Subject: Re: Style guide
To: None <current-users@NetBSD.ORG>
From: der Mouse <mouse@Rodents.Montreal.QC.CA>
List: current-users
Date: 06/04/1997 16:45:06
>>> Leaving things as they are results in the least work all around.
>> Sure, except for the fact that the way things are now is _broken_.
> Some parts of the system (e.g. unvis(3)) are broken, yes.  But I
> don't think that means that we should dump the system we have for
> strict ANSI;

Nor - that I recall - has anyone suggested we do so.  What I thought
was being suggested - and I support - is relaxing our style rules to
accept native-ANSI code, instead of requiring that it be uglified with
_P(()) and old-style definitions.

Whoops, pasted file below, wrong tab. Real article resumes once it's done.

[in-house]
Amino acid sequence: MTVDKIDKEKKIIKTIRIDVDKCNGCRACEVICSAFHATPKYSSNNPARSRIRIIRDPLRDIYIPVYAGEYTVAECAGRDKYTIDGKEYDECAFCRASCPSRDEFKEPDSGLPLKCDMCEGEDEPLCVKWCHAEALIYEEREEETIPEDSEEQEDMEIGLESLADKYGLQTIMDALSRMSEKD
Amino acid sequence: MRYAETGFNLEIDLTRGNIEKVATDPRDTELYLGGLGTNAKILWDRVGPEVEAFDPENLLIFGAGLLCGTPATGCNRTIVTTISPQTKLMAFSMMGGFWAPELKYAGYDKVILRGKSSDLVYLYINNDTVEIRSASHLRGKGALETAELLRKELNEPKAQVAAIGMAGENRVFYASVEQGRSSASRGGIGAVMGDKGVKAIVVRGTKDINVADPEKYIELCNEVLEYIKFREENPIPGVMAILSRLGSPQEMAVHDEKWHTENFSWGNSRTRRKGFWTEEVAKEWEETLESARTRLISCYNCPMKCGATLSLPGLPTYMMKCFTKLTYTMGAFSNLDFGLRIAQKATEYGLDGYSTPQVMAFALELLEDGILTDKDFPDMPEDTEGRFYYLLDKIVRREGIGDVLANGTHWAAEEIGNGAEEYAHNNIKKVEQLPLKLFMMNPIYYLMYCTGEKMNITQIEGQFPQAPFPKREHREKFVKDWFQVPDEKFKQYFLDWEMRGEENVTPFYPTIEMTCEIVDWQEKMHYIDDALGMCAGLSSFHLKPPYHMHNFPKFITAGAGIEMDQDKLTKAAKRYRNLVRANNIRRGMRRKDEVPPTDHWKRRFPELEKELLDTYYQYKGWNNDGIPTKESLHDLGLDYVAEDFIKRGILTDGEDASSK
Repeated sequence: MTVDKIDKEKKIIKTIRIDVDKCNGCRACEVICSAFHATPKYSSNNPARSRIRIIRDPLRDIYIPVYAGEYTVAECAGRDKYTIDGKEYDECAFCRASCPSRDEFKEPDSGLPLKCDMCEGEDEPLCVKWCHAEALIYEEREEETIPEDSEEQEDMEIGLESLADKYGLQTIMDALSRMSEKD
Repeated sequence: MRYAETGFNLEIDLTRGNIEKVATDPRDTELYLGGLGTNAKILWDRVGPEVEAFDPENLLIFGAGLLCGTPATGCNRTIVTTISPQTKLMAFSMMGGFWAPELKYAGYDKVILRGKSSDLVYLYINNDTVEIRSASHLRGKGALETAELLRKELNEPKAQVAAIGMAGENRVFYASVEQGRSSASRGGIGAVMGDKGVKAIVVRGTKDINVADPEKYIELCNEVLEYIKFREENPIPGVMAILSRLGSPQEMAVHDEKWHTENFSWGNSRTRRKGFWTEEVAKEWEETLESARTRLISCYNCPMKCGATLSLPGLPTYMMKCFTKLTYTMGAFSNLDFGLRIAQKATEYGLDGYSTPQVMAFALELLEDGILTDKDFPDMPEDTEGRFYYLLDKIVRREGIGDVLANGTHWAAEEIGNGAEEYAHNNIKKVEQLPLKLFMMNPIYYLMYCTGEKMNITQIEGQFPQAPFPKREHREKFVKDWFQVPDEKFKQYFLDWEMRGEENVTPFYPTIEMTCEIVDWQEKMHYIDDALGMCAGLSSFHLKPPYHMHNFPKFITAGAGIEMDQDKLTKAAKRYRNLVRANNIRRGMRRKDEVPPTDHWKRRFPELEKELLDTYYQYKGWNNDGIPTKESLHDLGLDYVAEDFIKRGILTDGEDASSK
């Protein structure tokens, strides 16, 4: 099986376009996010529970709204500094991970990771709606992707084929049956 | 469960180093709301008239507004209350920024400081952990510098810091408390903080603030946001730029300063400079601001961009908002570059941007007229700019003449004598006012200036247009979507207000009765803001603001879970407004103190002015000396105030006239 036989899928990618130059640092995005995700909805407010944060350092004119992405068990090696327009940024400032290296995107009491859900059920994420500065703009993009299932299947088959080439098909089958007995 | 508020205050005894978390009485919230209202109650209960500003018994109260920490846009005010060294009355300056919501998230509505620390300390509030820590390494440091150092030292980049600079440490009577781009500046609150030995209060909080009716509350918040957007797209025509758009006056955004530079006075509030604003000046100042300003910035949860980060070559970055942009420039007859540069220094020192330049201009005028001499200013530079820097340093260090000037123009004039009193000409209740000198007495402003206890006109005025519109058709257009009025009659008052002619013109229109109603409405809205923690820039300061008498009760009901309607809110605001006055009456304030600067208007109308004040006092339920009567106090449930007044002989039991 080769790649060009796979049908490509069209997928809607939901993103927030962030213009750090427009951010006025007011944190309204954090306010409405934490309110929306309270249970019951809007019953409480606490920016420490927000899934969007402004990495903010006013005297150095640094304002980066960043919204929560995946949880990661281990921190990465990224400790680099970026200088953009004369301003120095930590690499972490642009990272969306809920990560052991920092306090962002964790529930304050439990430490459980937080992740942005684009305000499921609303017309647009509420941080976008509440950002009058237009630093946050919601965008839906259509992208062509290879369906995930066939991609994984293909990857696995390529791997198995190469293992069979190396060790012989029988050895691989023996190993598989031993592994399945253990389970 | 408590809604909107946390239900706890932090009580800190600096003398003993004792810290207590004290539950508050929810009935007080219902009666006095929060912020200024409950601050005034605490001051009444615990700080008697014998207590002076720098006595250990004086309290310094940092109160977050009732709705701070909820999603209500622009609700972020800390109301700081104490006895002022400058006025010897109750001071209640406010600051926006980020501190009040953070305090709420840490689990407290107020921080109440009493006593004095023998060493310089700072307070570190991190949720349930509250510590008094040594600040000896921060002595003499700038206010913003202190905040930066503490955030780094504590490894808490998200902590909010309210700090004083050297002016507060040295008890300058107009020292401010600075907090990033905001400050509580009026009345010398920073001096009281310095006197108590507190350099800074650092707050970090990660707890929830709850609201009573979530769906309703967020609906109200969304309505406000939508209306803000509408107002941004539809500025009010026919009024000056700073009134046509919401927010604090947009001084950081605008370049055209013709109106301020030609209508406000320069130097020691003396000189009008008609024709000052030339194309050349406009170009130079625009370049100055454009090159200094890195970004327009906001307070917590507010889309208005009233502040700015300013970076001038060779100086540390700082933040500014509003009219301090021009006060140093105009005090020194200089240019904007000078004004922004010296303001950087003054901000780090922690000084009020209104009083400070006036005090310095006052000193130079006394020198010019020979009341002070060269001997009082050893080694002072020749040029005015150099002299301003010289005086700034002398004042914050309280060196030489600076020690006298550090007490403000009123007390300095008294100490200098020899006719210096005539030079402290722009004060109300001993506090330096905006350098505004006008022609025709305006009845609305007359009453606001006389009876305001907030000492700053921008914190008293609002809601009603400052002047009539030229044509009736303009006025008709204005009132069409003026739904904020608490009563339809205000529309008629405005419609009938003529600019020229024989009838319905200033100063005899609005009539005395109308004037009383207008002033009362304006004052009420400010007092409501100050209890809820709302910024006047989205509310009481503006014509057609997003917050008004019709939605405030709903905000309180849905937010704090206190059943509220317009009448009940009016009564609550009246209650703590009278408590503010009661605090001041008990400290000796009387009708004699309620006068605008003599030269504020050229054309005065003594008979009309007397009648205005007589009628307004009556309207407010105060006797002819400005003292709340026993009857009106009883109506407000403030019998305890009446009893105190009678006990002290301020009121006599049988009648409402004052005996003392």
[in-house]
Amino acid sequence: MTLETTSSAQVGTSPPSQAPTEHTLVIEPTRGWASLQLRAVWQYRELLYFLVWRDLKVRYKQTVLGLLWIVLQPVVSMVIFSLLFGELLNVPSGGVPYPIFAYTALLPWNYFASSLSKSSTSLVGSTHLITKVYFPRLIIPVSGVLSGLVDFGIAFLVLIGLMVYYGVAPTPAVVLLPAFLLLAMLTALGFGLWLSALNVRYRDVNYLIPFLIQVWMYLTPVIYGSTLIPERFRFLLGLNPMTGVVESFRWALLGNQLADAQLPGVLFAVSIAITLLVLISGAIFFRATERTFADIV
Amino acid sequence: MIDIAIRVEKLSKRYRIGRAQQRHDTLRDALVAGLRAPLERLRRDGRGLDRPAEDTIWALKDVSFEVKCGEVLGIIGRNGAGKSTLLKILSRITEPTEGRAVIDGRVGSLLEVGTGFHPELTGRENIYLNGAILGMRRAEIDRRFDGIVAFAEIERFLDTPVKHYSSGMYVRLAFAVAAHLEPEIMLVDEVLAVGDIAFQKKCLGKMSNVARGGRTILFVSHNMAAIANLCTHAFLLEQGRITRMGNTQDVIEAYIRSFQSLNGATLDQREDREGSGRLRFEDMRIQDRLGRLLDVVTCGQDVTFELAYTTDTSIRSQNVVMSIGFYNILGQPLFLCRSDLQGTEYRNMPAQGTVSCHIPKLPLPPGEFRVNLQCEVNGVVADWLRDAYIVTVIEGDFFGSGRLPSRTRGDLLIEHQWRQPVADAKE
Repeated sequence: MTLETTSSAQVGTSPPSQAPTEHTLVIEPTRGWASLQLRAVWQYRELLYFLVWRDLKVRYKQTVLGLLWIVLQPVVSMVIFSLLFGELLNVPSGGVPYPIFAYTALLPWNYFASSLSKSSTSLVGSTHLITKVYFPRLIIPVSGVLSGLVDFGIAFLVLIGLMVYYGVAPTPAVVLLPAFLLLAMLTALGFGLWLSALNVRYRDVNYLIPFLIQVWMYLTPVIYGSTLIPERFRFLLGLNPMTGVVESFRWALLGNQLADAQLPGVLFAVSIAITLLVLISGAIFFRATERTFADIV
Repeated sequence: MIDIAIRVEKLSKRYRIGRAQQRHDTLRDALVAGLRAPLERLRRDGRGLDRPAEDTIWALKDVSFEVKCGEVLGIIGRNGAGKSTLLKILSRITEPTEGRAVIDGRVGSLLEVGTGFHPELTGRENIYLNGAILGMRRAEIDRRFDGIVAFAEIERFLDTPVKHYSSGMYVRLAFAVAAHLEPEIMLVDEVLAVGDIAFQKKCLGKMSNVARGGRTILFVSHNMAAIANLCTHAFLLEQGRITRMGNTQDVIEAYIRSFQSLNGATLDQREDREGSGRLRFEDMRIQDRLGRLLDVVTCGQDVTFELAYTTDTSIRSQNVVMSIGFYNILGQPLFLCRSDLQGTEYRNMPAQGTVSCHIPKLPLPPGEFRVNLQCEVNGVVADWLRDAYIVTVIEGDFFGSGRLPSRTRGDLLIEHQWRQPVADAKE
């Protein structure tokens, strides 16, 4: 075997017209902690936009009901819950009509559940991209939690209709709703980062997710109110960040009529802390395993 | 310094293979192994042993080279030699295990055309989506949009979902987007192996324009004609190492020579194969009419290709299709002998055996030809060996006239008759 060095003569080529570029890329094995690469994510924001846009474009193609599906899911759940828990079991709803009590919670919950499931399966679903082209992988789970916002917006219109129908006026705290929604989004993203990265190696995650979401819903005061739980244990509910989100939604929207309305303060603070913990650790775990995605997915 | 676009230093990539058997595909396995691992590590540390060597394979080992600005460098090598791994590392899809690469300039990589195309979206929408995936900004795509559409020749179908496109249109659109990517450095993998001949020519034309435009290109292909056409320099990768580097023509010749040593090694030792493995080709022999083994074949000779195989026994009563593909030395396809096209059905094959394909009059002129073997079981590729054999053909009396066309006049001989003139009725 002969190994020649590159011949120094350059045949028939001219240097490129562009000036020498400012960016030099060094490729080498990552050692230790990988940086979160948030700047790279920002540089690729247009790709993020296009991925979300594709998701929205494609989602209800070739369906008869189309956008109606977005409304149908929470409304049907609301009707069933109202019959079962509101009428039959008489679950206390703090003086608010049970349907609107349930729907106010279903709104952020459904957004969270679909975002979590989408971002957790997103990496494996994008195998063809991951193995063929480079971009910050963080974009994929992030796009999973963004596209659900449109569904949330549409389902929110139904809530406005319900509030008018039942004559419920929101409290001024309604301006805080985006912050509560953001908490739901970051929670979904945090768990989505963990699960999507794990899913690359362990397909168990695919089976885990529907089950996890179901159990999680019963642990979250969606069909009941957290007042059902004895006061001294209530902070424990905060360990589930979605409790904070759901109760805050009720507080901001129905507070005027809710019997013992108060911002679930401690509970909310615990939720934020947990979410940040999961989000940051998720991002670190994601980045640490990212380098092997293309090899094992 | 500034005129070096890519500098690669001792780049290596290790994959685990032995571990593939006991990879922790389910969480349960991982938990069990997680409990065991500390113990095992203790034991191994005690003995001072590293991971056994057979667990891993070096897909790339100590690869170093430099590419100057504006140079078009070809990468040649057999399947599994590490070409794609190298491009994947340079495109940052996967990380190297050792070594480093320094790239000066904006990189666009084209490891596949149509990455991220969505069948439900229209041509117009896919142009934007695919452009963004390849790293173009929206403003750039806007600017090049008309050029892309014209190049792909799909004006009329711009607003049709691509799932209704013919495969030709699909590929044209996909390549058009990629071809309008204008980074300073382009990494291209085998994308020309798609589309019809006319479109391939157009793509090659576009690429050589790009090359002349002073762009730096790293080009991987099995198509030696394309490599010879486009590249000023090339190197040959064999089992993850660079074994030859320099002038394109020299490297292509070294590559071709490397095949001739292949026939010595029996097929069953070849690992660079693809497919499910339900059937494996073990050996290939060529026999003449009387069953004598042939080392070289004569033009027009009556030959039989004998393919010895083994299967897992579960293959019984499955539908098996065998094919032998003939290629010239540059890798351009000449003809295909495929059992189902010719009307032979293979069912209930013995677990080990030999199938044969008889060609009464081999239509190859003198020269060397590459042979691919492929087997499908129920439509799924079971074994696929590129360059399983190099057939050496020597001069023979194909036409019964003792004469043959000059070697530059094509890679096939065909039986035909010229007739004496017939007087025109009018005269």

>>> But ANSI/ISO C is a different language.
>> But I would suggest that the majority of our programmers are more
>> comfortable in ANSI C, [...]
> Uh, I'm willing to bet that most of the core NetBSD folks were
> hacking C long before ANSI came along and standardized it.

I was (hacking C long before ANSI, that is), though I'm hardly core.
I'm also presently more comfortable writing in ANSI C than in K&R C.

Having been working with C since before ANSI is not inconsistent with
currently preferring ANSI C over pre-ANSI C.

Indeed, all my new code is written to build cleanly with gcc -Werror -W
-Wall -Wpointer-arith -Wcast-qual -Wwrite-strings -Wstrict-prototypes
-Wmissing-prototypes -Wno-uninitialized (with a few occasions where I
use -Wno-error when I run into things like the old <sys/signal.h>).
There probably are things a good lint would catch that this doesn't,
but I have trouble thinking of any (except for failure to use return
values, a point on which I agree with rms) - which means they aren't
errors that have given me any significant trouble.

					der Mouse

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